This will be Billingsley's first postseason start. He made two relief appearances in the 2006 NLDS against the Mets, tossing two scoreless innings.
Japanese righty Hiroki Kuroda will go for the Dodgers in Game Three. Kuroda was up-and-down in his first major league season, posting a 9-10 mark to go along with a 3.73 ERA.
He was, however, 1-1 this season against the Cubs, allowing just a one earned run in 15 1/3 innings of those outings.
Ryan Dempster was one of the biggest surprises in baseball this season and will get the call for the Cubs in Game One. After serving as the Cubs' closer the last three years, Dempster was inserted into the rotation and thrived, going 17-6 with a 2.96 ERA in 33 starts.
Dempster faced the Dodgers twice this season, going 1-0 against them, giving up four runs in 12 1/3 frames.
Getting the call in Game Two will be big struggling right-hander Carlos Zambrano. The Big Z missed some time in September with a sore shoulder, but returned on September 14 and threw the Cubs' first no-hitter since Milt Pappas in 1972.
Zambrano, though, has been battered in his two starts since, surrendering 13 runs and nine hits in 6 1/3 frames. He is 14-6 on the year with a 3.91 ERA.
Rich Harden will toe the rubber for the Cubs in Game Three. Harden, who was picked up from Oakland shortly after Milwaukee's acquisition of CC Sabathia, thrived in the National League, posting a 5-1 mark to go along with a 1.77 ERA.
He had been 5-1 with a 2.34 ERA in 13 starts before the trade.
If the Cubs have one question mark heading into this series it is their bullpen, namely closer Kerry Wood.
In his first year as the team's closer the former starter saved 34 games, while pitching to a 3.26 ERA. However, things were never easy for him and he blew six saves. At some point this series he is going to have to get Manny Ramirez out. How he fares in that spot may go a long way in determining the Cubs' ultimate fate.
Setting up Wood will be rookie right-hander Jeff Samardzija, who held hitters to a .226 average over 26 games, and veteran righties Bob Howry and Carlos Marmol. Jason Marquis will also serve as the long relief man for Piniella, while Neal Cotts will be called upon to get left-handed hitters out.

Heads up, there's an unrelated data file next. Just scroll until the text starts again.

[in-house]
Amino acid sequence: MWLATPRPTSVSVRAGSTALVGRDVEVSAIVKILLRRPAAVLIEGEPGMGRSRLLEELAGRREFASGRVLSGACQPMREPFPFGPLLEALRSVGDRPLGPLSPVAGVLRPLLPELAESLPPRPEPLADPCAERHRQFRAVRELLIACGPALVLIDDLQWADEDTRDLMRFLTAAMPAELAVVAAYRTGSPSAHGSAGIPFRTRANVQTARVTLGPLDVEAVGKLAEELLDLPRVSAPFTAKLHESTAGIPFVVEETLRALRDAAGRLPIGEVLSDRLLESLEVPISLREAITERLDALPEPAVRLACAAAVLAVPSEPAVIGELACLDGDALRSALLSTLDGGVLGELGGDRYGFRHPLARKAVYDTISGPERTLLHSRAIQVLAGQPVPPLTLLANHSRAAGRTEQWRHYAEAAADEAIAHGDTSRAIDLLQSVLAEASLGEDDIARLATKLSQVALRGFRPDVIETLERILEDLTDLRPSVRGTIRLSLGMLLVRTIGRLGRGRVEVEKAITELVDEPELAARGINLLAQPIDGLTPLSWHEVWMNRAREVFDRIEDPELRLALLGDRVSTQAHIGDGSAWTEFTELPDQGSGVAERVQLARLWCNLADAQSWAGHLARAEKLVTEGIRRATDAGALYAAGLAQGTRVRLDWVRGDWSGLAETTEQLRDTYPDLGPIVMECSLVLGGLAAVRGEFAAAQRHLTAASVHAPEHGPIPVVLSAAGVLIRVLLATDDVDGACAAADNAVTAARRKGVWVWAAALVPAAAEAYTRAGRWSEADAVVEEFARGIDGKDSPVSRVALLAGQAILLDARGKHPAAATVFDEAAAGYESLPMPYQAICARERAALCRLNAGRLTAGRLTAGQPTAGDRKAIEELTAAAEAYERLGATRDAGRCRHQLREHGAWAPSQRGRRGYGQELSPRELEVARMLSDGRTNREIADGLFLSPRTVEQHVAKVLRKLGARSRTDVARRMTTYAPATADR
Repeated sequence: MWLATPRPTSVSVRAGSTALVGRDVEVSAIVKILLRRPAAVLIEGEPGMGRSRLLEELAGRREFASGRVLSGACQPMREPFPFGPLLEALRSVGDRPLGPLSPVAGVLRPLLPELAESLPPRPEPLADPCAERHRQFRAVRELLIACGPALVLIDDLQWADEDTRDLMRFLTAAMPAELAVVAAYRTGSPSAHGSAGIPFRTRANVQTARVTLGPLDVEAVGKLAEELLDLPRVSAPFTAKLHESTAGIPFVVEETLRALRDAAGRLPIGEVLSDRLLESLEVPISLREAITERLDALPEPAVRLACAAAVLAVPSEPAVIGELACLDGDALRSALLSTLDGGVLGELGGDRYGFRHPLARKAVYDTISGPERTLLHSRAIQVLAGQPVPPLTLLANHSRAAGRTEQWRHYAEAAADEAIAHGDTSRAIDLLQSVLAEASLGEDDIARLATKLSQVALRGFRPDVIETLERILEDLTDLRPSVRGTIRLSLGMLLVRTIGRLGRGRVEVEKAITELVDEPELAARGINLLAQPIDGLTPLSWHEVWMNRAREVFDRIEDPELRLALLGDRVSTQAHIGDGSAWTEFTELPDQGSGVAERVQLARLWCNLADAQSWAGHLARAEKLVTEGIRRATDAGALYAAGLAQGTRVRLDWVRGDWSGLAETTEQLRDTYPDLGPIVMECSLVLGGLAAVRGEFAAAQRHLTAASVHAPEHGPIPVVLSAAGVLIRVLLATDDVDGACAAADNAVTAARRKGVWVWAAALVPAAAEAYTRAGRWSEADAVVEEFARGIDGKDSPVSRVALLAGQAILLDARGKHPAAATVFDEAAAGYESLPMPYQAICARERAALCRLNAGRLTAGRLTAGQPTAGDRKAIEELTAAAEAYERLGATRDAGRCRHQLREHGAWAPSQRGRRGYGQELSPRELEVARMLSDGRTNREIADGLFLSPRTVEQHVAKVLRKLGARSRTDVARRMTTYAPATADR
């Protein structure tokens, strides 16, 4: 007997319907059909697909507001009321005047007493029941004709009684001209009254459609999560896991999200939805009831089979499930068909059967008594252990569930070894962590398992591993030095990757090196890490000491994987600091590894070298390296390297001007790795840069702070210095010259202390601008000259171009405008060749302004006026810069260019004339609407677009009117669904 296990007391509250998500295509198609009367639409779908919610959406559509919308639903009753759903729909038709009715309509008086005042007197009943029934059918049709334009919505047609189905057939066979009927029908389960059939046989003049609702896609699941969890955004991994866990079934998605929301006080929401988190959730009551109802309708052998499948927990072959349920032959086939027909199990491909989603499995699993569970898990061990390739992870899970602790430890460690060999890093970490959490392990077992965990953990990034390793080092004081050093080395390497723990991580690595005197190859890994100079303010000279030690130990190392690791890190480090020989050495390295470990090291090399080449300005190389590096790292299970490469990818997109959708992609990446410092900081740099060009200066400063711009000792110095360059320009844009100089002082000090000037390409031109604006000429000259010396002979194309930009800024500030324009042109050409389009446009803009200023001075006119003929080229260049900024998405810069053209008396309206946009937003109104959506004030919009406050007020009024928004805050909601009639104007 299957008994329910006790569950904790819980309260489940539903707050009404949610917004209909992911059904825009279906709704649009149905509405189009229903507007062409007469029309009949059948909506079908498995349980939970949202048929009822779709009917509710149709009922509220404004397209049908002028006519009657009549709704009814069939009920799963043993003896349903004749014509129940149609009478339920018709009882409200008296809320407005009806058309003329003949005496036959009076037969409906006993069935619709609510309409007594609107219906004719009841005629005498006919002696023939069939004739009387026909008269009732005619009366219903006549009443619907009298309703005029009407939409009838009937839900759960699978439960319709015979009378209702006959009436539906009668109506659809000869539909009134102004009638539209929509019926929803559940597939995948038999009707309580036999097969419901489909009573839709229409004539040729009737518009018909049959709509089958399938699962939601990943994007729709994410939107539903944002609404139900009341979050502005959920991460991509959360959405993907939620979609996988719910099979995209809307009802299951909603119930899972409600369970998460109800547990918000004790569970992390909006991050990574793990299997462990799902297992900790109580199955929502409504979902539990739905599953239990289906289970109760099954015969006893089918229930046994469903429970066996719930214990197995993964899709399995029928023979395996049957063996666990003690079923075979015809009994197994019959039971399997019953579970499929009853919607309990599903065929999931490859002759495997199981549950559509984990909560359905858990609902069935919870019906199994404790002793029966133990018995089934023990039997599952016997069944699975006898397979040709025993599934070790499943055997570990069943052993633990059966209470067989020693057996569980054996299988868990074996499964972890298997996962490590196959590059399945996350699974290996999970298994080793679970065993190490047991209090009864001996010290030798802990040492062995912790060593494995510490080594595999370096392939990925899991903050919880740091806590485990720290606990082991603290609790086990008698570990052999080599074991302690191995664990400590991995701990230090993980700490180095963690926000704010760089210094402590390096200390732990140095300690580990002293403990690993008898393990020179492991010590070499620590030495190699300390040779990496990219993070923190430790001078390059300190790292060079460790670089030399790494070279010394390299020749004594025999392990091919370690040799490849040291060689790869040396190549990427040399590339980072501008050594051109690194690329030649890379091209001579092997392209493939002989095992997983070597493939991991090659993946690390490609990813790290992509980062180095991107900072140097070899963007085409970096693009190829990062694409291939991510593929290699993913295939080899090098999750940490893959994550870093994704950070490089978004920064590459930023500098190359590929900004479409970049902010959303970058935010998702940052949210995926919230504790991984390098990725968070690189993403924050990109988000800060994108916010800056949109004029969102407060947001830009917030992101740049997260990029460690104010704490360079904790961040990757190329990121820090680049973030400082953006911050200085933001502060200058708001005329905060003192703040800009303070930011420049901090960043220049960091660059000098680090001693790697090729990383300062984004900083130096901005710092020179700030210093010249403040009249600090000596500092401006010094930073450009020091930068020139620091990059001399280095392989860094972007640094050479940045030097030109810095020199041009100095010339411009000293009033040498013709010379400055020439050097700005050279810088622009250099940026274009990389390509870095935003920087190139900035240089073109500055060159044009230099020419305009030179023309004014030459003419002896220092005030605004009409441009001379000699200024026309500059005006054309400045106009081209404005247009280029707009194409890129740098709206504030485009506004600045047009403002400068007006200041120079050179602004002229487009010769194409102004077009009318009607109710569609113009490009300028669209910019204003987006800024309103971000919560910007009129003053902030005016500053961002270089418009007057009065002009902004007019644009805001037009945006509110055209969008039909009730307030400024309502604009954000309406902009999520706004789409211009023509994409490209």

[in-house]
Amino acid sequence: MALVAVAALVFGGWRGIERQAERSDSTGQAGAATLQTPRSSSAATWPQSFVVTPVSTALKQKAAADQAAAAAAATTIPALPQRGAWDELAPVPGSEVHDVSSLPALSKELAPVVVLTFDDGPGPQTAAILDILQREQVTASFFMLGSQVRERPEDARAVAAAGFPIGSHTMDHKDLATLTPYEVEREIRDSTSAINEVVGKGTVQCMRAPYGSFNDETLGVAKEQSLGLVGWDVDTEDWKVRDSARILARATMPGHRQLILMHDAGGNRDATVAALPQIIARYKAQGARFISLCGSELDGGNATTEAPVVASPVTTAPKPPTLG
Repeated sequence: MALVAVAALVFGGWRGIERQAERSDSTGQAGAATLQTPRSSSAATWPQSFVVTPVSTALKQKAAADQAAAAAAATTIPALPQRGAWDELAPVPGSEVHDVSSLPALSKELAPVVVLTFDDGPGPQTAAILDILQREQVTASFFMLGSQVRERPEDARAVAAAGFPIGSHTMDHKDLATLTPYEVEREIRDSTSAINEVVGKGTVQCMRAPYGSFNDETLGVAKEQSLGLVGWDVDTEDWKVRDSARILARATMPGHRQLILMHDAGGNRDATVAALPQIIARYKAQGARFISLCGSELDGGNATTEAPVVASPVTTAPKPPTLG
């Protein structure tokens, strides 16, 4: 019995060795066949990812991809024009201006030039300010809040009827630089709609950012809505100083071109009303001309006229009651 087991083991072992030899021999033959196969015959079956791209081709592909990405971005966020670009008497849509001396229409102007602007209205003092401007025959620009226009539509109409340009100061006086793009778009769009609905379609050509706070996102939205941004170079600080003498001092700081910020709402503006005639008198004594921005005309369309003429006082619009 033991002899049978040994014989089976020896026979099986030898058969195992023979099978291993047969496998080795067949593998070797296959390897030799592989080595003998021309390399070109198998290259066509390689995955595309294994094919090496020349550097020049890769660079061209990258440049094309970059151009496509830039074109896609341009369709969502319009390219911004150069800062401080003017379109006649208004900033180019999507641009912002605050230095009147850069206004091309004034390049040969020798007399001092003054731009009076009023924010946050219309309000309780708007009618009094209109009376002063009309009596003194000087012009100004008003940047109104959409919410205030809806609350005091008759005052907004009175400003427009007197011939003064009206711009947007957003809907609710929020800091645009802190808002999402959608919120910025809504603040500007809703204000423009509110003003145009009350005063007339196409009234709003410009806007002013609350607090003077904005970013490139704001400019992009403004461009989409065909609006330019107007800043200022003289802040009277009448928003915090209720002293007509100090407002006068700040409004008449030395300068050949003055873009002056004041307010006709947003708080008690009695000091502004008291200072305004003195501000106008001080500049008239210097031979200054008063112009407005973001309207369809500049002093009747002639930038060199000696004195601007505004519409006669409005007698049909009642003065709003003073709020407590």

Los Angeles, meanwhile, was dealt a blow in early July when closer Takashi Saito went down with a strained ligament in his right elbow. Jonathan Broxton, though, filled in admirably, saving 14 games in 16 chances after that.
Saito, though, is back and Torre has another tough choice to make on who is going to be finishing games.
Righty Chan Ho Park has done a fine job for the Dodgers in the bullpen this season and will be joined out there by lefty Joe Beimel and righty Cory Wade. Should Torre opt to go with Greg Maddux as his fourth starter, phenom Clayton Kershaw could be called upon in a big spot.
This series features two of the best managers the game has ever seen in Chicago's fiery skipper Lou Piniella and LA's laid back Joe Torre.
Torre, of course, is in the postseason for the 13th straight year after going to the playoffs the last 12 years with the Yankees. Only Bobby Cox, with 14, has a longer streak in baseball history (and no other manager has been even six years in a row).
Piniella, meanwhile, will be appearing in the postseason for the second time in as many years with the Cubs. While he may not have as many World Series titles as Torre does as a manager, Piniella is no stranger to postseason baseball, guiding the Cincinnati Reds to a championship in 1990, as well as leading the Seattle Mariners to the playoffs four times.
One of the things that made Torre's Yankees so good during their championship run was the depth on their bench. Here in LA Torre has as deep a bench as he ever had with the Yankees.
Juan Pierre may not be able to hit a lick, but he can steal a base late in games and is still one of the best defensive center fielders in the game.
Depending on who Torre decides to start at first he will have either James Loney or veteran Nomar Garciaparra on his bench. Loney (.289, 13, 90) will likely get the start.
Blake Dewitt should probably be starting somewhere in the infield, but Torre is loyal to a fault to his veteran players, meaning, of course, Dewitt will likely see time late in games as a defensive replacement.
The same can probably be said about Angel Berroa, who filled in admirably for Kent during the final month of the season.
Unlike Torre, Piniella has no problem starting his younger players or backups. Both outfielder Reed Johnson and infielder Mike Fontenot will see a lot of action, as will center fielder Felix Pie.
Jim Edmonds was a very underrated pickup by the Cubs in early-May. Edmonds (.256, 19. 49 with Cubs) will likely get a majority of the starts ahead of Pie, given the Dodgers right-handed-heavy staff.
EDGE: LOS ANGELES
Logic tells you that the Cubs should advance. Their lineup is stacked and are one of the few teams that can go three deep in their rotation. Everything tells me to pick the Cubs here, but I am not so sure. I question whether or not Carlos Zambrano is healthy. Plus Rich Harden is always a pitch away from blowing up. And I do not trust Kerry Wood in a big spot. On the other hand, few pitchers finished the year the way Derek Lowe and Chad Billingsley did. Add that in with the fact that Manny Ramirez is one of the few players in the league that can single-handedly carry a team on his back. Sorry Cubs fans, your misery lingers. I am going with the upset.
Prediction: DODGERS in FIVE